Fame and fortune beyond the Hamiltons' wildest dreams await Major Millionaire

Not since the public disgrace of Neil and Christine Hamilton have a couple been in a position to cash in so lucratively on their notoriety. An avalanche of offers from around the world is descending on Charles and Diana Ingram, the couple at the centre of the Who Wants To Be a Millionaire scandal. Among them is even a chance to host their own American quiz show.

After weeks of public vilification, the Ingrams could be about to make millions after all, through deals ranging from commercials for cough sweets and alcoholic drinks to Hollywood movies.

Last night, the publicist Max Clifford predicted that the couple could "win back" within a year the £1m they ultimately lost by trying to swindle the ITV1 game show out of its jackpot. Fellow PR consultant Mark Borkowski, meanwhile, advised them to exploit their notoriety by mimicking the antics of the Hamiltons.

Since they narrowly escaped prison sentences three weeks ago after being found guilty of trying to defraud Who Wants To Be a Millionaire, Major Ingram and his wife, Diana, both 39, have hardly been out of the public eye. While much of the coverage of their failed scam has derided them, the couple, from Easterton, Wiltshire, have been interviewed on every show from ITV1's This Morning to BBC News 24.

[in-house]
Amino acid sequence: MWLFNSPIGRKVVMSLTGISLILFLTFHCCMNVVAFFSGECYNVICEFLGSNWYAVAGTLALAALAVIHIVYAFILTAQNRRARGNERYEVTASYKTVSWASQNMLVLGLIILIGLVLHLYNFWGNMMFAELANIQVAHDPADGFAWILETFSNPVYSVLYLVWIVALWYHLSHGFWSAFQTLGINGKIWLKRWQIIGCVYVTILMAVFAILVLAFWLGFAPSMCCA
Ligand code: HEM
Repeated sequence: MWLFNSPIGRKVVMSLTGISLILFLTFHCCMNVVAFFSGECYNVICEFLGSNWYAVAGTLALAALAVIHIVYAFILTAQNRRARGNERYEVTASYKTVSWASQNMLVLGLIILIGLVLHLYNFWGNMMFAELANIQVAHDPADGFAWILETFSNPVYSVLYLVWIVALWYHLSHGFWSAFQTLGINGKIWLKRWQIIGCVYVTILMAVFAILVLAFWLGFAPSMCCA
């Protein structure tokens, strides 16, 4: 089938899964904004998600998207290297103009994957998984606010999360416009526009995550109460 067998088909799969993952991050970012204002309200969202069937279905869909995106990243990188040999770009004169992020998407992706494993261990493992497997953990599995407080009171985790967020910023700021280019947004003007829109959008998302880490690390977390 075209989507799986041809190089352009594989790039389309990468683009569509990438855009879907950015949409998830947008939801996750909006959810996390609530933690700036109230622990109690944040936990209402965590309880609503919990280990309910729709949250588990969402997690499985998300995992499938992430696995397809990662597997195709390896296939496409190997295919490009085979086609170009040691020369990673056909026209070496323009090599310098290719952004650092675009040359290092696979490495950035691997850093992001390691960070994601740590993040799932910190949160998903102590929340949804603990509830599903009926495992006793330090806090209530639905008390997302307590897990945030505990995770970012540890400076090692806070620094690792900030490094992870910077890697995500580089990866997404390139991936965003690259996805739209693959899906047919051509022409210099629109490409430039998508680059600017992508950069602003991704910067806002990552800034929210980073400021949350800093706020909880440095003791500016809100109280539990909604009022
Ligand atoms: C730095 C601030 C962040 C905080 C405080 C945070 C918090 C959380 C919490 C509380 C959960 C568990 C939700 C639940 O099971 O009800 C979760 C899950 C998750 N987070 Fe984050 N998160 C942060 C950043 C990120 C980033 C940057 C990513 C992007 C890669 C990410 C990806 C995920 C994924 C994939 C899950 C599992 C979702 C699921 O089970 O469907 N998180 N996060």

Over the next few weeks, viewers can expect to see them on Channel 4's Richard and Judy and Loose Lips, a chat show hosted by Melinda Messenger on Living TV.

Close friends say they have been bombarded with offers from "virtually all" of the 106 countries where the quiz is broadcast.

"They have had myriad commercial offers, ranging from blockbuster movies and publishing deals through having their likenesses put on T-shirts to advertising alcoholic drinks," one friend said last night. "It's been a bewildering array."

Responding to news of the offers, Mr Borkowski, the publicist promoting the controversial XXX show in London, said the Ingrams must act quickly.

"The Ingrams can learn a lot from the Hamiltons. There's a Kleenex advert waiting for them to cough into to start with," he said. "With the Hamiltons you had this slightly dim-looking man and a powerful, strident woman. The Ingrams potentially have the same sort of qualities. Although she doesn't strike me as the show-woman Christine Hamilton was, he is a weak, louche, oafish ex-Army guy, and that could fit them into a similar mould."

But he added: "If they play it right, they could potentially 'own' the cough or the throat as 'brands'. But if they fail to act quickly, within months they will be nothing but zits on past tabloid front pages."

Mr Clifford, however, suggests a different tactic. He believes that, without ever having to admit their guilt, the Ingrams could make more money by revealing the "inside story" of their crime to a third party. "They want to get Colonel Blimp or whoever to come forward and give a newspaper the story of how they tried to do it. They don't admit anything themselves, but they give an undertaking that they won't sue the paper in question, and they can be paid indirectly by splitting the proceeds with their friend," he said.

David Thomas, the Ingrams' spokesman, said that the couple's priority was to clear their names – not to make money from a crime they insist they did not commit. "They haven't received a penny for any interviews done so far, but they've raised lots of money for charities," he said. "With all the offers coming in from around the world, they are still here in this country, facing a pretty hostile media, and not in Hollywood."

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